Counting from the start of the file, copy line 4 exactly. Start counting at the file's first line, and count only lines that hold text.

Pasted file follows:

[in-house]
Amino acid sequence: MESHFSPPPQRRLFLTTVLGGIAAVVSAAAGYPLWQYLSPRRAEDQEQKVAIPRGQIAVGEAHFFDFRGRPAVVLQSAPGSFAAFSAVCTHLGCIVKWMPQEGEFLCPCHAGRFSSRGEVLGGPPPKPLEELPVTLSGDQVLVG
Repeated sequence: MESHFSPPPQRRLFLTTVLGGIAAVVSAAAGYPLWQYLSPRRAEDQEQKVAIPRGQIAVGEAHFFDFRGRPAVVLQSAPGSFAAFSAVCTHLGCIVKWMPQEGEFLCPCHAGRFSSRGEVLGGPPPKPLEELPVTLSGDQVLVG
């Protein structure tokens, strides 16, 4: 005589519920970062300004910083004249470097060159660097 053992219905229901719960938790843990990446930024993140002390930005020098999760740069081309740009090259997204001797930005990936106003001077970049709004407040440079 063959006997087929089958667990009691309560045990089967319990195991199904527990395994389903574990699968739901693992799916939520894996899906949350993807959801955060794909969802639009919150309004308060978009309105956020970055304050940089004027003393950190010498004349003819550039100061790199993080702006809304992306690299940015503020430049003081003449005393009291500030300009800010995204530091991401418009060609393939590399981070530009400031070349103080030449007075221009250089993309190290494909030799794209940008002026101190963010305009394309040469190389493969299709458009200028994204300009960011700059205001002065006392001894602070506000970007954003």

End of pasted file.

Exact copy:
């Protein structure tokens, strides 16, 4: 005589519920970062300004910083004249470097060159660097 053992219905229901719960938790843990990446930024993140002390930005020098999760740069081309740009090259997204001797930005990936106003001077970049709004407040440079 063959006997087929089958667990009691309560045990089967319990195991199904527990395994389903574990699968739901693992799916939520894996899906949350993807959801955060794909969802639009919150309004308060978009309105956020970055304050940089004027003393950190010498004349003819550039100061790199993080702006809304992306690299940015503020430049003081003449005393009291500030300009800010995204530091991401418009060609393939590399981070530009400031070349103080030449007075221009250089993309190290494909030799794209940008002026101190963010305009394309040469190389493969299709458009200028994204300009960011700059205001002065006392001894602070506000970007954003």